“Is it theatre? Performance art? Film clips come to life?... What we can tell you is that La Marea is a slice of surreal voyeurism you won't soon forget.”
In the spirit and tradition of our free, summer spectaculars in Stanley Park, in 2011 Boca del Lupo worked with Mariano Pensotti and his team from Argentina to take over the zero hundred block of Gastown. This free, outdoor, winter production was a cinematic peek into the private lives of Vancouverites as we celebrated 125 years as a city.
Over 6700 people came down over the 4 days of performances which featured partnerships with the PuSh Festival, UBC, SFU, Studio 58 and the Gastown Business association.
And here's the rest of Janet's article, we think she says it best:
"Walk toward the block of Water Street between Carrall and Abbott and at first you'll think you've stumbled upon a film set: giant flood lights illuminate the brick road, which has been cut off to traffic at either end.
But instead of being waved away from the production zone, you're coaxed in. And if last night's dress rehearsal was any indication, what awaits is one of the coolest things happening at this year's PuSh International Performing Arts Festival.
Did we mention it's free?
The show is called La Marea, and along the street, in the trendy heritage storefronts and upstairs windows, a series of vignettes plays out, with live actors and surtitle screens that reveal their stories and innermost thoughts.
The most striking, and disturbing, sequence finds a man splayed out in the middle of Water Street, apparently thrown from the nearby spilled motorbike, his helmet tossed a few feet away. While he struggles slowly to crawl across the concrete, projected text tells us what brought him here and lets us in on the life that's flashing before him.
In a nearby second-floor window, club music pulsates and disco lights flash, but what we see is a middle-aged man—well-known local actor Tom Scholte—watching his teenage daughter's birthday party and reading his thoughts.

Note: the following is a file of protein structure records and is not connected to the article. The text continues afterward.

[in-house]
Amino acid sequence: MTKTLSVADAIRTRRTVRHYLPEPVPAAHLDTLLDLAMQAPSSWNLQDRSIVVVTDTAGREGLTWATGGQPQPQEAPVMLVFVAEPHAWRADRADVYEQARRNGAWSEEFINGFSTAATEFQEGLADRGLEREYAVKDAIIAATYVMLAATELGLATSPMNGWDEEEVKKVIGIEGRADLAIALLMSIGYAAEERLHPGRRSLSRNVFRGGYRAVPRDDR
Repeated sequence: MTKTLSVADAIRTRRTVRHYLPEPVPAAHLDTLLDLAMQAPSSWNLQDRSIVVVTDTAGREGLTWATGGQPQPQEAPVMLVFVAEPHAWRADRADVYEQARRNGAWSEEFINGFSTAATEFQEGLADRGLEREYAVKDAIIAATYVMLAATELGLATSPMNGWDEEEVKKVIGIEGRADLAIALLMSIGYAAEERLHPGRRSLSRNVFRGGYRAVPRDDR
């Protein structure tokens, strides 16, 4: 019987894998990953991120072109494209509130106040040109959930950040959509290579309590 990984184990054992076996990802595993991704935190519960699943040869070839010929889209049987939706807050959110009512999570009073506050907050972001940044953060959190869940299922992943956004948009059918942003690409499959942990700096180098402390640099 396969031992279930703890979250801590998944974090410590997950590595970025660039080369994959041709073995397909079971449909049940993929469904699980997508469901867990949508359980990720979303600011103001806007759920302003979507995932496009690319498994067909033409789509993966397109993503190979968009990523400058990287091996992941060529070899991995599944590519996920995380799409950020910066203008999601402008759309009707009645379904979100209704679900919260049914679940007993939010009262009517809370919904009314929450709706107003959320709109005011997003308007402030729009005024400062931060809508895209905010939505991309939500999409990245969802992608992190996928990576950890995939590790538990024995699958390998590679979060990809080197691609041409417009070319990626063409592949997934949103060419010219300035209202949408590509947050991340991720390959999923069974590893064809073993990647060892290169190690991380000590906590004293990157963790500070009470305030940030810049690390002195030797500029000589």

Other moments: in the giant window of Obakki, a couple is watching a TV zombielike while eating dinner until the woman suddenly grabs the man and plants a passionate kiss on him; through the glass at Spirit Wrestler Gallery, a woman tosses and turns in bed trying to make herself go to sleep; and at InForm Interiors' storefront, a guy does pushups and situps, detached from his partner, who's playing a nearby piano in their livingroom.
Most of the pieces touch on love—its early stages (a couple kissing for the first time, love at first sight) through to its end stages (a couple having a last dinner before the wife leaves forever in the morning).
Is it theatre? Performance art? Film clips come to life? Trying to figure that out is part of the multidisciplinary fun of a festival that defies genres. What we can tell you is that La Marea is a slice of surreal voyeurism you won't soon forget.
It's the brainchild of Mariano Pensotti, an Argentinean-born theatre artist who, not surprisingly, has worked heavily in film and video.
Props go to the city for letting the PuSh people and its cohorts at Boca Del Lupo, block off the busy thoroughfare for such high-concept art, and to the Gastown businesses who have donated their little windows on the world.
Bundle up before you head down, and check it out before it's gone. It runs from 7 to 9 p.m. from tonight (January 18) to Saturday (January 22); the nine episodes are about 10 minutes each and run concurrently, but play over and over so you can wander through them as you please.
And pinch yourself to remind yourself that you're in Vancouver."
youtube clip: http://www.youtube.com/watch?v=T44YuwUJiXU